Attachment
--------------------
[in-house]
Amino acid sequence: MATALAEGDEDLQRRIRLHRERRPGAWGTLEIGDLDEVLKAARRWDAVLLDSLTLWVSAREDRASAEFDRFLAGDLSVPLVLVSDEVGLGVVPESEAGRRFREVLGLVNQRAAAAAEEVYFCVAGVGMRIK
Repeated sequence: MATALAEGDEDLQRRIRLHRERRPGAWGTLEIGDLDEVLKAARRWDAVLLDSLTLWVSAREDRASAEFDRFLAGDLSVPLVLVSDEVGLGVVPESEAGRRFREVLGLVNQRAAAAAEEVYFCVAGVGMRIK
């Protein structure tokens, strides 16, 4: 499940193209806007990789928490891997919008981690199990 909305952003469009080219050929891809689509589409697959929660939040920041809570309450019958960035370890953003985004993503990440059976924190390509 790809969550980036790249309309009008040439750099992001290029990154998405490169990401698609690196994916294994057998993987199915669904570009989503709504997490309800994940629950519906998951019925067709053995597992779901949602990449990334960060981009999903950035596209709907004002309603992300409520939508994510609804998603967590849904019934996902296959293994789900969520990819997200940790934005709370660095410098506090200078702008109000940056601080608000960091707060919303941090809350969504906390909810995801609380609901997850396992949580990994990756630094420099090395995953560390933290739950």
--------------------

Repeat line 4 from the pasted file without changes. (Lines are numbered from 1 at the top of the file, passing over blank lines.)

């Protein structure tokens, strides 16, 4: 499940193209806007990789928490891997919008981690199990 909305952003469009080219050929891809689509589409697959929660939040920041809570309450019958960035370890953003985004993503990440059976924190390509 790809969550980036790249309309009008040439750099992001290029990154998405490169990401698609690196994916294994057998993987199915669904570009989503709504997490309800994940629950519906998951019925067709053995597992779901949602990449990334960060981009999903950035596209709907004002309603992300409520939508994510609804998603967590849904019934996902296959293994789900969520990819997200940790934005709370660095410098506090200078702008109000940056601080608000960091707060919303941090809350969504906390909810995801609380609901997850396992949580990994990756630094420099090395995953560390933290739950």